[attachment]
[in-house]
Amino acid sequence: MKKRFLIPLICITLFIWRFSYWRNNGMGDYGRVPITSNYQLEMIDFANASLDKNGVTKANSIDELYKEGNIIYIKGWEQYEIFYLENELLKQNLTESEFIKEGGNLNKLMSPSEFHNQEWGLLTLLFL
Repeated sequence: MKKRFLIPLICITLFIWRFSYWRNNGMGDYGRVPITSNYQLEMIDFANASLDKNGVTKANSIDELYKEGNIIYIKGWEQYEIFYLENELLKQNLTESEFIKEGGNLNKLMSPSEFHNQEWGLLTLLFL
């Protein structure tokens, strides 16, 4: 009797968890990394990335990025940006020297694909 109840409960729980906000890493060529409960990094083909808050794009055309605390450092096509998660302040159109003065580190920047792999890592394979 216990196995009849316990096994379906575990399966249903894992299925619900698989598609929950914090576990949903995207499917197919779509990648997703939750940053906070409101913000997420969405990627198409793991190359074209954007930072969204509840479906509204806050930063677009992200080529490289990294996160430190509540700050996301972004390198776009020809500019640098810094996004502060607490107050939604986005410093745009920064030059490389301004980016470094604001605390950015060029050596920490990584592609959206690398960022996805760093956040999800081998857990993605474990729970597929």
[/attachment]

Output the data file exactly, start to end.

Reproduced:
[in-house]
Amino acid sequence: MKKRFLIPLICITLFIWRFSYWRNNGMGDYGRVPITSNYQLEMIDFANASLDKNGVTKANSIDELYKEGNIIYIKGWEQYEIFYLENELLKQNLTESEFIKEGGNLNKLMSPSEFHNQEWGLLTLLFL
Repeated sequence: MKKRFLIPLICITLFIWRFSYWRNNGMGDYGRVPITSNYQLEMIDFANASLDKNGVTKANSIDELYKEGNIIYIKGWEQYEIFYLENELLKQNLTESEFIKEGGNLNKLMSPSEFHNQEWGLLTLLFL
């Protein structure tokens, strides 16, 4: 009797968890990394990335990025940006020297694909 109840409960729980906000890493060529409960990094083909808050794009055309605390450092096509998660302040159109003065580190920047792999890592394979 216990196995009849316990096994379906575990399966249903894992299925619900698989598609929950914090576990949903995207499917197919779509990648997703939750940053906070409101913000997420969405990627198409793991190359074209954007930072969204509840479906509204806050930063677009992200080529490289990294996160430190509540700050996301972004390198776009020809500019640098810094996004502060607490107050939604986005410093745009920064030059490389301004980016470094604001605390950015060029050596920490990584592609959206690398960022996805760093956040999800081998857990993605474990729970597929």